Find_Orb offers a perhaps bewildering set of options for ephemerides.
When entering an epoch or the starting or ending time of an ephemeris, you can use any of the following formats. The general rule is that if a human can figure out what date/time you meant, the software will be able to do so, too.
YOUR INPUT PROGRAM INTERPRETATION ------------------------ ---------------------- 1997-May-6 12:30:23.3348 (6 MAY 1997 12:30:23.3348) 19970506 12:30:23.3348 (same as above) 970506 12:30:23.3348 (same as above) 6/18/2004 (18 Jun 2004 00:00:00) 6.18.2004 or 18jun2004 (same as above) 2004-06-18 or 2004jun18 (same as above) 3:14.159 (03:14.159 today) 13: (13:00 today) 11/8 (or 8/n, 8nov, 8n) (Nov 08 00:00:00, current year) 16 (16th of current month) 11.25 2 (Same as above, but 6:00:00) 11 8-10m (7 Nov 23:50:00, ten minutes prior to above) +6d (six days from the current time) -13.4h (13.4 hours ago) -14h +36m (subtract 14 hours, then add 36 minutes... so 13 hours 24 min ago) Ap (or Apr) (April of current year) 7 Ap (or 7ap, or ap7...) (April 7 of current year) Fri (Friday closest to current time) Fri+2w (or fr+14d) (Two weeks from the nearest Friday) 7.125 (7th of current month at 3:00) :43:18 (or :43.3) (43 minutes 18 seconds at current hour) JD 2451545. ( 1 JAN 2000 12:00 ) j2451545 (same as above) 2451545 (same as above) mjd 51000 (MJD 51000 = JD 2451000.5 = 6 Jul 2008 0:00:00) 2008-03-14T15:26:53.5 (FITS-style time: 2008 Mar 14, 15:26:53.5) 2008/50 (or 50-2008) (50th day of 2008: 2008 Feb 19) 50 2008 3:14:15.9 (same as above, but sets time to 3:14:15.9) 50.75 2008 (50th day of 2008, 18:00) 050.75 (50th day of current year, 18:00) 2008 o (or Octob 2008) ( 1 OCT 2008 00:00:00) y1952.34 (decimal year: about a third of the way through 1952) 1952.34 (same as above) nm+3 (three days after the nearest New Moon) -4.5w 1q (First Quarter nearest the time 4.5 weeks ago) 1997o6 nm +3d (three days after the New Moon nearest 1997 Oct 6) 1997o6 +3d nm (New Moon nearest three days after 1997 Oct 6) o6 (or 6o, 6oc, oct6) (October 6 of the current year) 3:00 PM (or 3:00 p.m.) (3:00 PM today)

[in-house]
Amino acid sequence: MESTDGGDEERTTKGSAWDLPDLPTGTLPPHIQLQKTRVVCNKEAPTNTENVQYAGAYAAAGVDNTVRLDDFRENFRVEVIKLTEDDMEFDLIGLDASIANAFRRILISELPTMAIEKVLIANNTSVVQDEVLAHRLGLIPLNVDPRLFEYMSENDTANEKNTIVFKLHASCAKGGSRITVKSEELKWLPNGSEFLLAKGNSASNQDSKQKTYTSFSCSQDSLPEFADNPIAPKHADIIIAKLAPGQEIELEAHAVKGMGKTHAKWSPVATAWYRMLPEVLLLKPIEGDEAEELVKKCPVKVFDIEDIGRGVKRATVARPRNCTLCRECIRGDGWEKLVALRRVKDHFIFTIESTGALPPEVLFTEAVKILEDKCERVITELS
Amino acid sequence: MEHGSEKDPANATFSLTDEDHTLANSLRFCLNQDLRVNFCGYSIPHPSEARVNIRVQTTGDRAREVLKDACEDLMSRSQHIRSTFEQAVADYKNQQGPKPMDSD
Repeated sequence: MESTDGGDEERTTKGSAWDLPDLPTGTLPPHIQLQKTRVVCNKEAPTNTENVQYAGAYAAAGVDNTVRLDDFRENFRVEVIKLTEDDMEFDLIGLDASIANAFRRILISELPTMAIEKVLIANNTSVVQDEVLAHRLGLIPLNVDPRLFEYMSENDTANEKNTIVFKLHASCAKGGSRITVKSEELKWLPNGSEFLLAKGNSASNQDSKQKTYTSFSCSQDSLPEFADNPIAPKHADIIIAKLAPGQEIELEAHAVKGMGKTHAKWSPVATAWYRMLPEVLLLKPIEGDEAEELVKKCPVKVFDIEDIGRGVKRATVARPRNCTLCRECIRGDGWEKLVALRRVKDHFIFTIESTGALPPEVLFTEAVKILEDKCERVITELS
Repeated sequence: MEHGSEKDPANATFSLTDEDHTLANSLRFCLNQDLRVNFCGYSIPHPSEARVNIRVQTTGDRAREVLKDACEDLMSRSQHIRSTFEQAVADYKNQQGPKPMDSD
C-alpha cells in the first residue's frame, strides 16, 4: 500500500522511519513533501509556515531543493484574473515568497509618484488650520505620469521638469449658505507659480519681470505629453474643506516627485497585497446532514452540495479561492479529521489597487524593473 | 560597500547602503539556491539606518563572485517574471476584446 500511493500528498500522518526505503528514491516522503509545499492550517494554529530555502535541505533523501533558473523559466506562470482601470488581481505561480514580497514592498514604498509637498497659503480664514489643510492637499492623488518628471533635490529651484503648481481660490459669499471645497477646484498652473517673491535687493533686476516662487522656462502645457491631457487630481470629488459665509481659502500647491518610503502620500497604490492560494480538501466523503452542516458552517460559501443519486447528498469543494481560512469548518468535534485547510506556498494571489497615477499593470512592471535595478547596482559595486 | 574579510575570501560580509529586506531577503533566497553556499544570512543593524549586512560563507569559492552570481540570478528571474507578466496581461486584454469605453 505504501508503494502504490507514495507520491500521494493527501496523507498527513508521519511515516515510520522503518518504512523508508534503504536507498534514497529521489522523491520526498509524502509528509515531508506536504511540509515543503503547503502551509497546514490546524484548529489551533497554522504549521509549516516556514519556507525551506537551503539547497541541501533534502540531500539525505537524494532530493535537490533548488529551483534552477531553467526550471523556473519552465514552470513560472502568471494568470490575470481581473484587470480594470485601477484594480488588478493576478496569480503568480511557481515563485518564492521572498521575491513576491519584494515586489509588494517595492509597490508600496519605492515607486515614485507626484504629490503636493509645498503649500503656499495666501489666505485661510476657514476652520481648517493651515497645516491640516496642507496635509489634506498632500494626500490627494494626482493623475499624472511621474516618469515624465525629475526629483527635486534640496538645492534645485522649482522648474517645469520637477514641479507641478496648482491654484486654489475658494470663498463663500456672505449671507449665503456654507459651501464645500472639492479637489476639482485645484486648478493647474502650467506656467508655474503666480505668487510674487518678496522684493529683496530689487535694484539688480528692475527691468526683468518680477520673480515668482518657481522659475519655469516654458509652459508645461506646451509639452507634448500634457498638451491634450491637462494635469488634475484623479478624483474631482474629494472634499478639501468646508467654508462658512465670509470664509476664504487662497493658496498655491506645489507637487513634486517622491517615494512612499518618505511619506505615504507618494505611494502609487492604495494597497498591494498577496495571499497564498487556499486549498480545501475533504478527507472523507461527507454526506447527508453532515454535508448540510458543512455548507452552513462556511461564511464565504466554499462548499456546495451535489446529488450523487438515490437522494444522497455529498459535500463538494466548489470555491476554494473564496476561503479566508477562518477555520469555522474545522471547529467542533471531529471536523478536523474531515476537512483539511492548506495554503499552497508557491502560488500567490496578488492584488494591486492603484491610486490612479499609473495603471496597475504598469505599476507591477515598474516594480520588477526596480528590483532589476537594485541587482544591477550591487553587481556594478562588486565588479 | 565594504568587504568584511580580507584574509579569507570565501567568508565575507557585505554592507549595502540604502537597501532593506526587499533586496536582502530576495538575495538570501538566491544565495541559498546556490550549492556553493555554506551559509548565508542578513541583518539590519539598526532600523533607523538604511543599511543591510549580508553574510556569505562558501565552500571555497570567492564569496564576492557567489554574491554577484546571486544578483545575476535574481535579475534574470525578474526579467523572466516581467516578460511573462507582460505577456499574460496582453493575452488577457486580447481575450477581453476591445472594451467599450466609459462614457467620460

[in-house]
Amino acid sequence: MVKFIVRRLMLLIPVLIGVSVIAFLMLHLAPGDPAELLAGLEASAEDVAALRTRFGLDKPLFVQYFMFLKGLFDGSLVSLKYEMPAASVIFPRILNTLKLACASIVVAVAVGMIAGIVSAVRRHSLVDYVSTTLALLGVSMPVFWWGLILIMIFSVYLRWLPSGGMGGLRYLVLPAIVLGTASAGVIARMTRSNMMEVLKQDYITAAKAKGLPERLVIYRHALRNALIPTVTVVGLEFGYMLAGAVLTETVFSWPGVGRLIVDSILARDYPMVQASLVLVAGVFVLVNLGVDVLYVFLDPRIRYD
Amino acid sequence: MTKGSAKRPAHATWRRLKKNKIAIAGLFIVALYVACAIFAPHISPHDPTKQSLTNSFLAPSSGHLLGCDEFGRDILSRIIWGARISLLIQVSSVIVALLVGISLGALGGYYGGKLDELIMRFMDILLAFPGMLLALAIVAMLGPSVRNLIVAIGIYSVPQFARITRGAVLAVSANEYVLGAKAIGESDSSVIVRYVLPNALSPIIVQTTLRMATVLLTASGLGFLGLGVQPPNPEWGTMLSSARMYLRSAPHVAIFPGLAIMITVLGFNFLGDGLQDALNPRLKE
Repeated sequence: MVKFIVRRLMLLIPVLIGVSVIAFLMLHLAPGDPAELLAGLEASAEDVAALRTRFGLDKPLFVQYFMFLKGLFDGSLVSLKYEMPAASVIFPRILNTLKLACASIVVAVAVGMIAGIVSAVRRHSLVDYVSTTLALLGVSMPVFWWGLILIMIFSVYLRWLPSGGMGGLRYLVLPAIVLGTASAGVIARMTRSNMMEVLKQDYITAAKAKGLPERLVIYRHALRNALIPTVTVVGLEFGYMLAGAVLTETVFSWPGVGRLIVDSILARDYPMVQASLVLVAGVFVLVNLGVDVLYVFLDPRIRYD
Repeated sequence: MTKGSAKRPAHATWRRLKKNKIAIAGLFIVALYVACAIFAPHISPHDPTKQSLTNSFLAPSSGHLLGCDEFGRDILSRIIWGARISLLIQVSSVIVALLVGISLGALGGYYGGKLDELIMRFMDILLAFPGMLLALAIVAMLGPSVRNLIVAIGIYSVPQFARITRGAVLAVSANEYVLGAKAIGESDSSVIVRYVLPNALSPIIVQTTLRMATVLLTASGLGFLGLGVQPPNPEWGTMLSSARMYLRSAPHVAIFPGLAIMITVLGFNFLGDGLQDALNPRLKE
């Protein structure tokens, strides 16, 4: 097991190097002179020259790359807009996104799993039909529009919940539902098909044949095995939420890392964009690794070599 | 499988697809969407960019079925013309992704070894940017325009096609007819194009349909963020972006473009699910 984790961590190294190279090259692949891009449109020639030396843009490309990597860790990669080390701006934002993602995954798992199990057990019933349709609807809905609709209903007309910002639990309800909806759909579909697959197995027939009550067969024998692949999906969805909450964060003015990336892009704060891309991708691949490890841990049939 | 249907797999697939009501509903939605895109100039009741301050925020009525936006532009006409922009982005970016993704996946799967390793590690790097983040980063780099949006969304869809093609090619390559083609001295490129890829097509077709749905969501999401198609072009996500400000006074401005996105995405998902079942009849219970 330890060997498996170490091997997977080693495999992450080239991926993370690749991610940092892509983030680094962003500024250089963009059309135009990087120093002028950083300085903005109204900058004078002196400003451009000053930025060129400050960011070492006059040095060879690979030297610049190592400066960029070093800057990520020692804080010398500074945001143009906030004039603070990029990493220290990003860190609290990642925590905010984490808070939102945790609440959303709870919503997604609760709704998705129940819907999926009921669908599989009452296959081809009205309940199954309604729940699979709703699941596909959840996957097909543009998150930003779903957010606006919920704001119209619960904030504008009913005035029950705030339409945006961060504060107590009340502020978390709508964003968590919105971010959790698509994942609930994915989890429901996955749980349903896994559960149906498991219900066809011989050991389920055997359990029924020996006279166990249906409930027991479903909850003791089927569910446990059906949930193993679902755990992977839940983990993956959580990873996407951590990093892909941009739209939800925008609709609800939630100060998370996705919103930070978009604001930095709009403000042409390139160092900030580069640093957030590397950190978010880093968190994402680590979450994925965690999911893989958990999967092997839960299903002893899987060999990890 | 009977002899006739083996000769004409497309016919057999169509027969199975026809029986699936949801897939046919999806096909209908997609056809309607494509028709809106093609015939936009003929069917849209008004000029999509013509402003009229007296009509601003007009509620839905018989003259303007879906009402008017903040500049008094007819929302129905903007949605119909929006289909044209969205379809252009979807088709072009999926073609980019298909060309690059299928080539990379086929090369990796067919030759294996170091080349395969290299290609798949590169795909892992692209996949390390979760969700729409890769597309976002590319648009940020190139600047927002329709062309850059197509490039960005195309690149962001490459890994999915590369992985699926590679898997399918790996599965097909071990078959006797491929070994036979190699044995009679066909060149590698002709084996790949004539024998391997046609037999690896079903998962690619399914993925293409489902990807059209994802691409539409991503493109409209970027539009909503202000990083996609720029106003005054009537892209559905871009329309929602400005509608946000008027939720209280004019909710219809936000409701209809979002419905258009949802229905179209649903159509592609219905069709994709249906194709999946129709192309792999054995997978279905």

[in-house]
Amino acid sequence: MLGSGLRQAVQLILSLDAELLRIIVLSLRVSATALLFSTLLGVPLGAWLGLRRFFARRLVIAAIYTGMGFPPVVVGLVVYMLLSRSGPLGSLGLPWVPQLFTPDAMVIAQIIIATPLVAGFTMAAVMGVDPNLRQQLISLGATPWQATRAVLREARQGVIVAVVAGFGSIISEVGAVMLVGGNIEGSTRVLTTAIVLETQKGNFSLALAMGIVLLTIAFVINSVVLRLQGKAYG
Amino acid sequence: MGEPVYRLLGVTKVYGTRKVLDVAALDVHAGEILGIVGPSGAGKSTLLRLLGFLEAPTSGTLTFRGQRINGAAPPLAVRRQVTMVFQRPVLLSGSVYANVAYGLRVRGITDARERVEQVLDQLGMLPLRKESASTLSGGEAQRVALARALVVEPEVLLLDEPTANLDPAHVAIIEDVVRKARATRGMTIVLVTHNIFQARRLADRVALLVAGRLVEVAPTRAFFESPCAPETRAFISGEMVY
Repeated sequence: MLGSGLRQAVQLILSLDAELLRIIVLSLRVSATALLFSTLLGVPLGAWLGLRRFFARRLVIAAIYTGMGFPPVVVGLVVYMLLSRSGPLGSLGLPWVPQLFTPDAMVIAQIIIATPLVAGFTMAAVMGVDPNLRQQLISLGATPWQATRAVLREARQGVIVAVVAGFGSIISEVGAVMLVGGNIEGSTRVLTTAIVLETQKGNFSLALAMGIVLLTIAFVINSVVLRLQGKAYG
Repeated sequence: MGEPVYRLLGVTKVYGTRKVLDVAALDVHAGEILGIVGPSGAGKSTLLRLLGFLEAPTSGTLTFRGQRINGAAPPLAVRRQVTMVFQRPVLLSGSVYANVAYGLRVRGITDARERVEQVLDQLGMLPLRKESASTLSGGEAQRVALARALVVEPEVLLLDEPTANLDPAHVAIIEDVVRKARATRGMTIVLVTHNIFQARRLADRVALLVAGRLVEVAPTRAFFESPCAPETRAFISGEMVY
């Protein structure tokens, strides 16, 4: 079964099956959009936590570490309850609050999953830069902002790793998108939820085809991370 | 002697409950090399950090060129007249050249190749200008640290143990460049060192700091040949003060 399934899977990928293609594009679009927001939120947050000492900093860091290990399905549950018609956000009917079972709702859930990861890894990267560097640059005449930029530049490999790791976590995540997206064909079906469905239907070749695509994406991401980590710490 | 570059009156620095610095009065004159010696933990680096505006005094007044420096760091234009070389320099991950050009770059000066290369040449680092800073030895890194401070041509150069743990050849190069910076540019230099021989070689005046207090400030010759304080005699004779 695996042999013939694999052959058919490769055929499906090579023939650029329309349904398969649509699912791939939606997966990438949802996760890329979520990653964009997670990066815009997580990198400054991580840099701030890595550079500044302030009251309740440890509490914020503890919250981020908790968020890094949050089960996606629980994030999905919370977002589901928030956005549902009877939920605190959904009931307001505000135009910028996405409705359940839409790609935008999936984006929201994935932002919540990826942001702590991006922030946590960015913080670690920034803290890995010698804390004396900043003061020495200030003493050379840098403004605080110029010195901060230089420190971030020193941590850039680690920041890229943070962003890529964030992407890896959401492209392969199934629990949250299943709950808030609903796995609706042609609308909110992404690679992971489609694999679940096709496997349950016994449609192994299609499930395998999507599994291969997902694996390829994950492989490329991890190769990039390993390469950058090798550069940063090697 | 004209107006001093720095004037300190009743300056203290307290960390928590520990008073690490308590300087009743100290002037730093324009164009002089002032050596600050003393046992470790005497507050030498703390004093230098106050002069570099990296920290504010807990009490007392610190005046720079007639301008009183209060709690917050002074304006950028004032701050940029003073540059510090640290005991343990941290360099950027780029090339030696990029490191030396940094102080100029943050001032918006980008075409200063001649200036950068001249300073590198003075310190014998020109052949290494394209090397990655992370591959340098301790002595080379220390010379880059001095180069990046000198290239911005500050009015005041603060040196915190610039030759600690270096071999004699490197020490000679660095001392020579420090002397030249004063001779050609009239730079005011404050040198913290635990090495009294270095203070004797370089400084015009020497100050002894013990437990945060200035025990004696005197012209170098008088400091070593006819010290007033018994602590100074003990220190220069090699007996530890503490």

Essentially, one can enter calendar-style dates; some special date formats; a day-of-year; and one can add/subtract offsets from the time.
Calendar-style input: (This is all most people will need or want to know!) You can enter a day, month, and year (or just a day and month), optionally followed by a time of day. The three competing date formats (YYYY-MM-DD used by astronomers and most rational human beings; the defensible DD-MM-YYYY used in much of the world; and the bonkers MM-DD-YYYY used in the United States) can complicate matters, as can the use of two-digit years. Such dates will usually be puzzled out correctly. To avoid ambiguity, I recommend not using two-digit years until 2032. Note that "au" will always be interpreted as August, whereas "08" could be 8 A.D., 2008, 1908, August, or the eighth day of the month.
Months, days, years can be separated by -, /, .,or space. Hours, min, seconds can be separated by : only.
Month names are interpreted "logically". For example, at least in English, 'f' is unambiguously February (no other month starts with F) and will be recognized as such, but 'ju' could be either June or July. In such cases, the program will choose the first possible month, so 'j'=January, 'JU'=June, 'Jul'=July. 'Febru' or 'f' or 'FEB' or 'february' would all be understood to mean February.